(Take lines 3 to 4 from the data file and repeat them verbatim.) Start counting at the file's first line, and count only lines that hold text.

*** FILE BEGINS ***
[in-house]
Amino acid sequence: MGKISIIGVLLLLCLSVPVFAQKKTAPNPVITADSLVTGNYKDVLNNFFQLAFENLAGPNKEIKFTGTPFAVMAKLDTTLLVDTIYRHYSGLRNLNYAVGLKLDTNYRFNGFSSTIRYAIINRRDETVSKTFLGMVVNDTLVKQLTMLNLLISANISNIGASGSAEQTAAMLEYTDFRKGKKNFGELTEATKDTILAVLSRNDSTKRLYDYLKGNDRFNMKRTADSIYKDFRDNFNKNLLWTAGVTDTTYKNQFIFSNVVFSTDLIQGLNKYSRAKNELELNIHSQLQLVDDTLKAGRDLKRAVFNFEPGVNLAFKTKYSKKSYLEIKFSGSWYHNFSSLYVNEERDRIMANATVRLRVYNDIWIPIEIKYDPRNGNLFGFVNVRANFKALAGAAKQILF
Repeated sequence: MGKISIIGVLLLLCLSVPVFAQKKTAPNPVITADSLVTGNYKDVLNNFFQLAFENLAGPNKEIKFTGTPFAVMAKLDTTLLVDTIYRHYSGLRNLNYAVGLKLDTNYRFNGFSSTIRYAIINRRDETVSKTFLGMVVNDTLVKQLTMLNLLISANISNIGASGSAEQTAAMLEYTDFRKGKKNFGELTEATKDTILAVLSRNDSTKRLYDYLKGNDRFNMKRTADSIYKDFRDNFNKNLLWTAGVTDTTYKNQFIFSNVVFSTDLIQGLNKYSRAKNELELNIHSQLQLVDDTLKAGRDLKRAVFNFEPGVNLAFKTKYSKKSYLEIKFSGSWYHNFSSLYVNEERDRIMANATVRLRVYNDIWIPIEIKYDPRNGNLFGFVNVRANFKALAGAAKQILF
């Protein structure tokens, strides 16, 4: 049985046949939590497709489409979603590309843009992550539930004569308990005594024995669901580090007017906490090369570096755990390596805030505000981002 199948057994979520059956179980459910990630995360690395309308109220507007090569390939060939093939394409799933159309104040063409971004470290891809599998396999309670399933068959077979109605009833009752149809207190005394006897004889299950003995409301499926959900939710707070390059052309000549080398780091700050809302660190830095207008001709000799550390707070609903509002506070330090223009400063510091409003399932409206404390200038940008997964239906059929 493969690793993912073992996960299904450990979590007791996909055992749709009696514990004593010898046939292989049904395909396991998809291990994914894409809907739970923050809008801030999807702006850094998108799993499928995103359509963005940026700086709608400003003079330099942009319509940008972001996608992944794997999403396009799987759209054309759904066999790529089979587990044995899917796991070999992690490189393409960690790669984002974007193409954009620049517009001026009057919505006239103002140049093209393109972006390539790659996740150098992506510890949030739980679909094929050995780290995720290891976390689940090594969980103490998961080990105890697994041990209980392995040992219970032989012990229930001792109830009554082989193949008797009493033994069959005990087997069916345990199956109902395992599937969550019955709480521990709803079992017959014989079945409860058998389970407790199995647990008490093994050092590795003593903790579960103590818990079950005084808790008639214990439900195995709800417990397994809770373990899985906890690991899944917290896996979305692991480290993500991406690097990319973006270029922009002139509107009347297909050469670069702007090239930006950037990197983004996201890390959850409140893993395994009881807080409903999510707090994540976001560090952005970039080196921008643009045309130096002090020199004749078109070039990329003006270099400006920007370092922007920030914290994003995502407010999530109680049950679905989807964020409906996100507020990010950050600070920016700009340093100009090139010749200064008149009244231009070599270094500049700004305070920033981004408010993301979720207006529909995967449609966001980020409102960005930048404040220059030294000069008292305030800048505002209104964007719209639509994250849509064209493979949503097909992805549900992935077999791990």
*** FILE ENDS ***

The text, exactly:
Repeated sequence: MGKISIIGVLLLLCLSVPVFAQKKTAPNPVITADSLVTGNYKDVLNNFFQLAFENLAGPNKEIKFTGTPFAVMAKLDTTLLVDTIYRHYSGLRNLNYAVGLKLDTNYRFNGFSSTIRYAIINRRDETVSKTFLGMVVNDTLVKQLTMLNLLISANISNIGASGSAEQTAAMLEYTDFRKGKKNFGELTEATKDTILAVLSRNDSTKRLYDYLKGNDRFNMKRTADSIYKDFRDNFNKNLLWTAGVTDTTYKNQFIFSNVVFSTDLIQGLNKYSRAKNELELNIHSQLQLVDDTLKAGRDLKRAVFNFEPGVNLAFKTKYSKKSYLEIKFSGSWYHNFSSLYVNEERDRIMANATVRLRVYNDIWIPIEIKYDPRNGNLFGFVNVRANFKALAGAAKQILF
């Protein structure tokens, strides 16, 4: 049985046949939590497709489409979603590309843009992550539930004569308990005594024995669901580090007017906490090369570096755990390596805030505000981002 199948057994979520059956179980459910990630995360690395309308109220507007090569390939060939093939394409799933159309104040063409971004470290891809599998396999309670399933068959077979109605009833009752149809207190005394006897004889299950003995409301499926959900939710707070390059052309000549080398780091700050809302660190830095207008001709000799550390707070609903509002506070330090223009400063510091409003399932409206404390200038940008997964239906059929 493969690793993912073992996960299904450990979590007791996909055992749709009696514990004593010898046939292989049904395909396991998809291990994914894409809907739970923050809008801030999807702006850094998108799993499928995103359509963005940026700086709608400003003079330099942009319509940008972001996608992944794997999403396009799987759209054309759904066999790529089979587990044995899917796991070999992690490189393409960690790669984002974007193409954009620049517009001026009057919505006239103002140049093209393109972006390539790659996740150098992506510890949030739980679909094929050995780290995720290891976390689940090594969980103490998961080990105890697994041990209980392995040992219970032989012990229930001792109830009554082989193949008797009493033994069959005990087997069916345990199956109902395992599937969550019955709480521990709803079992017959014989079945409860058998389970407790199995647990008490093994050092590795003593903790579960103590818990079950005084808790008639214990439900195995709800417990397994809770373990899985906890690991899944917290896996979305692991480290993500991406690097990319973006270029922009002139509107009347297909050469670069702007090239930006950037990197983004996201890390959850409140893993395994009881807080409903999510707090994540976001560090952005970039080196921008643009045309130096002090020199004749078109070039990329003006270099400006920007370092922007920030914290994003995502407010999530109680049950679905989807964020409906996100507020990010950050600070920016700009340093100009090139010749200064008149009244231009070599270094500049700004305070920033981004408010993301979720207006529909995967449609966001980020409102960005930048404040220059030294000069008292305030800048505002209104964007719209639509994250849509064209493979949503097909992805549900992935077999791990």